Plotting is a mechanical structure: One comic book writer friend of mine creates elaborate charts of story direction, individual character arcs, introduction of subplots, how long they played out, secondary and tertiary subplots and how they evolved to become major subplots and then the main plots. He can wipe the floor with me on the down and dirty connect-the-Legos-level of sheer mechanical plotting. My plotting in comics — even ones I wrote over long stretches — was always ad hoc, based on some broad outline that I sort of knew where it was headed — unless I changed my mind and went somewhere else because my free-form plotting allowed me the room to do that. With his plotting, you start pulling on one thread and the whole sweater unraveled.

On sheer writing ability alone, I kick his ass. I’m not bound by the specs of the plot-machine he builds for himself. He has said he envies my ability to write that way, more from the gut and less from the head. The gut is where the passion and the juice come from. The head is where rational thought lies. You want about 25% of the latter and 75% of the former in your work. Know where you’re going, understand the mode of transportation you’ve chosen to take you there, but don’t be bound by some route you’ve laid out on the map before you even left the garage. Take detours, visit interesting roadside attractions, cut across land marked with “No Trespassing” signs, leave the blacktop and explore some dirt roads, and stop every now and then for a couple or four slices of pie at that diner you pass along the way.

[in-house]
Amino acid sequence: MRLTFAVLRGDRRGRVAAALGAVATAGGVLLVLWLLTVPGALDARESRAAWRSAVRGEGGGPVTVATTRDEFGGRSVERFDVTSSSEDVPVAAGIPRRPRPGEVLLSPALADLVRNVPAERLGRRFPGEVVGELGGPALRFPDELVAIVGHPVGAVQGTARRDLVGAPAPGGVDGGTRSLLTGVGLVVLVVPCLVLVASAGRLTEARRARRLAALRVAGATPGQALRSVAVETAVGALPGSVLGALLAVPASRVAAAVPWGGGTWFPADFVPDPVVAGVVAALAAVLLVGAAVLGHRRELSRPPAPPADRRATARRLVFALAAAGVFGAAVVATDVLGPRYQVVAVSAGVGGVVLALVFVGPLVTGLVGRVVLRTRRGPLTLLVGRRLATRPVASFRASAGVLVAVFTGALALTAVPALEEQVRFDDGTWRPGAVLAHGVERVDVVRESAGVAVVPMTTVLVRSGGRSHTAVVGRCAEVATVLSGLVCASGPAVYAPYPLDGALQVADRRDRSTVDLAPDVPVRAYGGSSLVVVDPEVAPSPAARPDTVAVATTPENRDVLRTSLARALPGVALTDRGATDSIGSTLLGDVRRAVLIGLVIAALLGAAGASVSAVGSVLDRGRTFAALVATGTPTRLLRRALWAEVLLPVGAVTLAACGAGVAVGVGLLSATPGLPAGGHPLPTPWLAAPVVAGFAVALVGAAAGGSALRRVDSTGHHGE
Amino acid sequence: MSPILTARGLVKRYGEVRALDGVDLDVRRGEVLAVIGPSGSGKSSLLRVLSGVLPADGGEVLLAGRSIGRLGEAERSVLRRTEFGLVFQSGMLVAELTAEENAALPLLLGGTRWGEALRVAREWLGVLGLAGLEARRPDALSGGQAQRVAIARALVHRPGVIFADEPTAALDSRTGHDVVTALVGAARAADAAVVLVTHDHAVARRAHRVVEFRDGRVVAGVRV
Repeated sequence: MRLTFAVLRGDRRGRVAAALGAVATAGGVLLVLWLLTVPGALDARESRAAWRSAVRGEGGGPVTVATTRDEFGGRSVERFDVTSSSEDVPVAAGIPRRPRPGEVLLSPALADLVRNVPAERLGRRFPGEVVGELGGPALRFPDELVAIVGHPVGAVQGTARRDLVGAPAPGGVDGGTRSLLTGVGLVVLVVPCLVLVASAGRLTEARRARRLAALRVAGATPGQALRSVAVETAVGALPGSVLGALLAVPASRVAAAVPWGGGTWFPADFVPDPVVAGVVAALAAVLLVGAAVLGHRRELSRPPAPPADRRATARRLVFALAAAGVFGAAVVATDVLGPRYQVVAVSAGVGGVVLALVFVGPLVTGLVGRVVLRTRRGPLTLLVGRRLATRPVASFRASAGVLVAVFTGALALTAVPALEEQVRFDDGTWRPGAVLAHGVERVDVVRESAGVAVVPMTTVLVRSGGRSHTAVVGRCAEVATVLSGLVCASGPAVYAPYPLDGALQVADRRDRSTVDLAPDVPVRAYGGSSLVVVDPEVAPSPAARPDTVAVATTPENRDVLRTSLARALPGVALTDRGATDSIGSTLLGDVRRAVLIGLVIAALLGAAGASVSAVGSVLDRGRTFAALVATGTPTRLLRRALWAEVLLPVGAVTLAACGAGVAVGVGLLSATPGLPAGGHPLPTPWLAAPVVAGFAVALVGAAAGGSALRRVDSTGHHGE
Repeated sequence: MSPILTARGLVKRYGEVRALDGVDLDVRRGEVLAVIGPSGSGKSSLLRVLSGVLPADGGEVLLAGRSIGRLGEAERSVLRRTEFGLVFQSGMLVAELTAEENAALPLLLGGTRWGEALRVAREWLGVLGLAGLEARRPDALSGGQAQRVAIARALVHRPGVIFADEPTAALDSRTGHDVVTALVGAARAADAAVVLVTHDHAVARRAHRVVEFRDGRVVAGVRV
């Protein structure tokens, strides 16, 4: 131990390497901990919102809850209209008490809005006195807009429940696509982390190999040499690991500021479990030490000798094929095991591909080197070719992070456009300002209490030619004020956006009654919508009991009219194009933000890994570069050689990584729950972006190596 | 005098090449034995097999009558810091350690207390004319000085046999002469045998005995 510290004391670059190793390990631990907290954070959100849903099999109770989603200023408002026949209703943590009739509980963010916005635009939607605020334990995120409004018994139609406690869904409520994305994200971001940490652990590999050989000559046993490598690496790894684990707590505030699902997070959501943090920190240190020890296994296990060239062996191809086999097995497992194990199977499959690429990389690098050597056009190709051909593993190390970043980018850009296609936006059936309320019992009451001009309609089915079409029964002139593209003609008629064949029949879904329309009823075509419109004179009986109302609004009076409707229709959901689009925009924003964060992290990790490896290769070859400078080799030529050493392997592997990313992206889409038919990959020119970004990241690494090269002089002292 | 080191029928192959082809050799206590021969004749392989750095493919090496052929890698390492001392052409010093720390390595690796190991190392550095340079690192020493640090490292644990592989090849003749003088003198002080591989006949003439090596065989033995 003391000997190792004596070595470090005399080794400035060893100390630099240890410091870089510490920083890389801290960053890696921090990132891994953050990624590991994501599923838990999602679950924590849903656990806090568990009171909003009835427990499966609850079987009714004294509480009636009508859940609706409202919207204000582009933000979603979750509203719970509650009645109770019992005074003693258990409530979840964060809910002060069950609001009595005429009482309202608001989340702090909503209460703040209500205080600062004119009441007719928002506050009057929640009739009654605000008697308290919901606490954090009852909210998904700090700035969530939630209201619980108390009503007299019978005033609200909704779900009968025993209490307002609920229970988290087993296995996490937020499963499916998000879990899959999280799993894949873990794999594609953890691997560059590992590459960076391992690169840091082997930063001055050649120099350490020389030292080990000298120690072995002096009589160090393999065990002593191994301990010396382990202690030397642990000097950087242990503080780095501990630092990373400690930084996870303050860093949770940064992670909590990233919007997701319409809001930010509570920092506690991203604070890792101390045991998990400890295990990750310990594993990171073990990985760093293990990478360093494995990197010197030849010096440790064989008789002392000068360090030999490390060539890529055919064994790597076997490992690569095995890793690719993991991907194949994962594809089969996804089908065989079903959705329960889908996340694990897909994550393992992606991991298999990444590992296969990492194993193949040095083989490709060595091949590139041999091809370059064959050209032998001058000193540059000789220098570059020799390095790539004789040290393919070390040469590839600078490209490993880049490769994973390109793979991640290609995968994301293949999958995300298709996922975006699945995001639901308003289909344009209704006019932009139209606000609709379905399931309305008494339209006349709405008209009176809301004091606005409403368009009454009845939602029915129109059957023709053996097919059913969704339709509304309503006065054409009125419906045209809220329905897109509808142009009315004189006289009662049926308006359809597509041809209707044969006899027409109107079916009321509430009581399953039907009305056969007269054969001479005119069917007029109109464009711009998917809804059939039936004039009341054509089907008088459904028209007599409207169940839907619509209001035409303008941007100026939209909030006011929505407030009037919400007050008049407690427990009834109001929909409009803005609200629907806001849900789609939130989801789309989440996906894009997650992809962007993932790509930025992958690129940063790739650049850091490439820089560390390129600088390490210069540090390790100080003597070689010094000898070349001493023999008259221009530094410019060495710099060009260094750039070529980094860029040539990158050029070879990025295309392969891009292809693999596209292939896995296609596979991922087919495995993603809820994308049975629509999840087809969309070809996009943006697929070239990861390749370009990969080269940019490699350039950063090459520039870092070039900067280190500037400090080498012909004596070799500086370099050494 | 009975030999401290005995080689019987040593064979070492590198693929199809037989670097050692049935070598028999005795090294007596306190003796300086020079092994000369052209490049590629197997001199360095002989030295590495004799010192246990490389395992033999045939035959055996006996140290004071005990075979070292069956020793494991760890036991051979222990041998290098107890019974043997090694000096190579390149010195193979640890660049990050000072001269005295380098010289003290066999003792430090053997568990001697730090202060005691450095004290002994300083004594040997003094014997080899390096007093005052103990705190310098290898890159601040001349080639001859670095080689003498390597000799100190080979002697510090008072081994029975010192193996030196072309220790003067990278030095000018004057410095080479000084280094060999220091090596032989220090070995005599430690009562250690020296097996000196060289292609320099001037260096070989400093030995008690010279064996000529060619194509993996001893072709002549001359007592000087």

Just do it, but whatever else…don’t think!

Paul Kupperberg is a freelance writer who began his career at Charlton Comics in 1975 and has never looked back. At DC Comics, he’s written a little of everybody, from Arion to Zatanna. He is the author of several books, numerous short stories and novellas, young adult non-fiction books on subjects ranging from pop culture to hard science, online animation and syndicated newspaper comic strips. He has also been an editor for DC Comics, Executive Editor of Weekly World News and Senior Editor of WWE Kids Magazine. His latest work can be seen in the humor book Jew-Jitsu: The Hebrew Hands of Fury (Citadel Books, 2008), a short story in The Avenger Chronicles (Moonstone Books, 2008), back-up stories in every issue of Captain Action comics (Moonstone Comics), and sundry issues of DC Comics’ Cartoon Network titles and Bongo Comics’ Bart Simpson Comics. Visit him at his blog,